KAHLOTUS -- The vegetation covering a ridge about three miles north of Kahlotus doesn't look like much more than a bunch of grass.
But the Kahlotus Ridgetop is among the last remnants of the Palouse prairie that used to cover Eastern Washington and reached into Oregon and Idaho.
That's why the National Park Service is considering naming the 240 acres owned by the state Department of Natural Resources a National Natural Landmark.
National Natural Landmarks are recognized as some of the nation's best examples of geological or biological resources. There are 586 National Natural Landmarks nationwide, with 17 in Washington state, said Steve Gibbons, National Natural Landmark coordinator for the Pacific West region of the National Park Service.
The Kahlotus Ridgetop could become the first new National Natural Landmark in the state since a 10-year moratorium in 1989 halted consideration for new landmarks, Gibbons said. The National Park Service first considered the ridgetop in 1987 after it was recommended by Washington, Oregon and Idaho heritage programs.
An audit of the federal program identified some deficiencies that had to be addressed before work could continue, he said. The National Park Service added 10 full-time staff members to run the program rather than having it as one of many duties for existing staff at regional offices.
The National Park Service has been taking a second look at projects halted by the moratorium, Gibbons said.
The ridgetop essentially is a bunchgrass grassland, with a few shrubs and sagebrush and no trees, said David Wilderman, DNR natural areas program ecologist. In the spring, wildflowers cover it.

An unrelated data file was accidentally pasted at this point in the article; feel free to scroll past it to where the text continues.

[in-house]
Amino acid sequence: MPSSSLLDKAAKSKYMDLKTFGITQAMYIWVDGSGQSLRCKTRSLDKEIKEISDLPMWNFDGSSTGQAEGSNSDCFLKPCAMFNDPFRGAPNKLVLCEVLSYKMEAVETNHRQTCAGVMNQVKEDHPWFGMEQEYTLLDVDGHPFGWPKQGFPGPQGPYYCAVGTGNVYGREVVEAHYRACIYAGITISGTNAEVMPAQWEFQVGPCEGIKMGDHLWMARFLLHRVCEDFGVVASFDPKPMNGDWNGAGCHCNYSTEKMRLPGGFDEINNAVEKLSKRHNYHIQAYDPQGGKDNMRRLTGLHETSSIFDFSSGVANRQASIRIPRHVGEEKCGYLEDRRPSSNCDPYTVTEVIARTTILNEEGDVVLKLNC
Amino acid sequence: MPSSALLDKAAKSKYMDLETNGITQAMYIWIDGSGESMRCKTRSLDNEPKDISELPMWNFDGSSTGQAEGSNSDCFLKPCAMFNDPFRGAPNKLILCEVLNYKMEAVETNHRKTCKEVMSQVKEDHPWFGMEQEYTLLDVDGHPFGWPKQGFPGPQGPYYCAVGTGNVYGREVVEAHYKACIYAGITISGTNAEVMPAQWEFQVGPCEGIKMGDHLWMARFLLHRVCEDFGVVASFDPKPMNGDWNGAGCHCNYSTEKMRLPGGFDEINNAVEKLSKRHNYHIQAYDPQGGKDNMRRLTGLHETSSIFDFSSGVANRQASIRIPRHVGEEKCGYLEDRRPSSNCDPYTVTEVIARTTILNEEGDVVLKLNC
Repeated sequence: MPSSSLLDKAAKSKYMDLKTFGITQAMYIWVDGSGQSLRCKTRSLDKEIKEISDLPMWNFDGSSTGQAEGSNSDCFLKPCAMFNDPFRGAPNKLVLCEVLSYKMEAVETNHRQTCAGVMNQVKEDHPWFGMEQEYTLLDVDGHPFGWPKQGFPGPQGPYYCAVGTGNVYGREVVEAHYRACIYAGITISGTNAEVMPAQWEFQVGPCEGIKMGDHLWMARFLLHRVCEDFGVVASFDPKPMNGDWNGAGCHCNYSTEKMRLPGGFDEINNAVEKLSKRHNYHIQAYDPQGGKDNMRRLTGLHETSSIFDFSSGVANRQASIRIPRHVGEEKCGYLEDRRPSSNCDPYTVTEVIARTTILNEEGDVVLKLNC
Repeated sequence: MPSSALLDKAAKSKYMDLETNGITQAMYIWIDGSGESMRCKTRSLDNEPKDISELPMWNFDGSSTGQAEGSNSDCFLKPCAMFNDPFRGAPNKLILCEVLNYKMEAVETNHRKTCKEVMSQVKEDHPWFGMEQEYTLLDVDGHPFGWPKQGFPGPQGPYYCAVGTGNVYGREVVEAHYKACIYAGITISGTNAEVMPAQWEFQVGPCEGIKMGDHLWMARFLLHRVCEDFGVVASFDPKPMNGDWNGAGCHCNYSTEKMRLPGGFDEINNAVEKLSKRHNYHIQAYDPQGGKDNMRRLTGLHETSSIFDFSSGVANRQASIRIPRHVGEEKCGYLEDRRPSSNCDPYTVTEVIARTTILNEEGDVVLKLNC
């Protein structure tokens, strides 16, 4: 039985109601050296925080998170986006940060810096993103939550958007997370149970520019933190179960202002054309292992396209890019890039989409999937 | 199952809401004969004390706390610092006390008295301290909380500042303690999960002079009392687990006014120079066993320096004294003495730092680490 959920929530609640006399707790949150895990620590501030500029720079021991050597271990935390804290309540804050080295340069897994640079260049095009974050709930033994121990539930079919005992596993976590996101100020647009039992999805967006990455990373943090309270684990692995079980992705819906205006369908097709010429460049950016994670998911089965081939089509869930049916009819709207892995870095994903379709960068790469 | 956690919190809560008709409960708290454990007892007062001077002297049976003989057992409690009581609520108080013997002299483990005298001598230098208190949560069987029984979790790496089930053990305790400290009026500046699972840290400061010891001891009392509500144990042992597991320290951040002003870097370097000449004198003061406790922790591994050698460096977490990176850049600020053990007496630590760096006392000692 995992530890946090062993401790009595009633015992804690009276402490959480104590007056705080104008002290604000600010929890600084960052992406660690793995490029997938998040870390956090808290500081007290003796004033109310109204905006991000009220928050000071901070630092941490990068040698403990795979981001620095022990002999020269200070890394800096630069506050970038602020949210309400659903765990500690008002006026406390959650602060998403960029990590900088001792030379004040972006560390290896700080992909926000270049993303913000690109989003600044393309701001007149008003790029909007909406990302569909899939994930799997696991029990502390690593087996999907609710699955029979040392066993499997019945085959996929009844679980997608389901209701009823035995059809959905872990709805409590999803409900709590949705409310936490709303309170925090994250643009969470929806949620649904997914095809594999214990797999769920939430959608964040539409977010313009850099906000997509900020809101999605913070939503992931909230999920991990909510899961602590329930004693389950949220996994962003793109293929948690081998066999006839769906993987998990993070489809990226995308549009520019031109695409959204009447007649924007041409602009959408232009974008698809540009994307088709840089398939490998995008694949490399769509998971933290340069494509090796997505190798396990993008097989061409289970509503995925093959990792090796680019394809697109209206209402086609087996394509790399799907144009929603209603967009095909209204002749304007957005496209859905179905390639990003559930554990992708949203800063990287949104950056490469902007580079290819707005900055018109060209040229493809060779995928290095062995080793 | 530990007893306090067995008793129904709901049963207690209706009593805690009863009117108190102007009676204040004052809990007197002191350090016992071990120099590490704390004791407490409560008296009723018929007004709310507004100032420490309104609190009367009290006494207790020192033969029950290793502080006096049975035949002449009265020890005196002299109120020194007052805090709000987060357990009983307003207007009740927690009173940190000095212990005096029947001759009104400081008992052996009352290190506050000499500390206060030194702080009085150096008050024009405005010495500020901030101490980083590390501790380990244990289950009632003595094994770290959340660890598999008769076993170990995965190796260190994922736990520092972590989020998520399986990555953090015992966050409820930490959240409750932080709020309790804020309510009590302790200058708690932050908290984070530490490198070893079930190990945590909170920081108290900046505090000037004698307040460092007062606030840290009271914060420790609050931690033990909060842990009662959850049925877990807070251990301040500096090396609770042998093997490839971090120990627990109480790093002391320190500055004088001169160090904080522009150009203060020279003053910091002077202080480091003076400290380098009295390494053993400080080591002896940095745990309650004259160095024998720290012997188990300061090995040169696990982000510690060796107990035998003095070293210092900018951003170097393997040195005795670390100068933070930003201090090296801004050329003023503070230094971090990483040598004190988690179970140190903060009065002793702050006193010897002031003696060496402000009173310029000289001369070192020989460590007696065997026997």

The ridgetop from top to bottom is only about 100 feet high, he said.
The preserve mostly has recovered from a wildfire several years ago, Wilderman said, although a fire line still is visible to those who know where to look.
The Kahlotus Ridgetop is a natural area preserve used for education and research and is only visited by permission from DNR.
Most who visit the ridgetop are school groups, other organizations and research scientists, Wilderman said.
Rex Crawford, DNR natural heritage ecologist, said it's one of the few places where people can see what the Palouse prairie actually looked like.
Settlers converted most of the Palouse prairie into farms around the turn of the last century, said Crawford, who was involved in the site evaluation for the landmark process both times.
Although DNR did rent the property to farmers at one time, Crawford said it never was farmed. The family housed draft horses there during the fall, which meant the vegetation there wasn't damaged.
The landmark status would highlight the value of the Kahlotus Ridgetop as one of the largest remaining portions of the Palouse prairie, Crawford said.
"It's just the best of what's left," he said.
And it is home to the bluebunch wheatgrass and Idaho fescue, two native types of bunchgrass, Gibbons said. Bluebunch wheatgrass is the state's official grass.
Landmark status won't change the day-to-day management of the Kahlotus Ridgetop, Crawford said.
The voluntary National Natural Landmark program doesn't place any restrictions on landowners who agree to have their property considered for landmark status, Gibbons said. But the National Park Service does expect that landowners will be good stewards.
One benefit is the pride of being recognized by a national program, Gibbons said.
And in some cases, National Park Service staff can provide technical assistance or help find money for resource-related enhancement projects, he said.
Kahlotus Ridgetop overcame the first hurdle in the process to becoming a landmark when the National Natural Landmark subcommittee of the National Park System Advisory Board recommended the full advisory board consider Kahlotus Ridge for landmark status, Gibbons said.
It's the only Washington location on the list for consideration during the advisory board's April 12-13 meeting in San Francisco.
If the board approves the designation, the National Park Service director and the Secretary of the Interior still will need to sign off on the proposal, Gibbons said, which could be complete in July.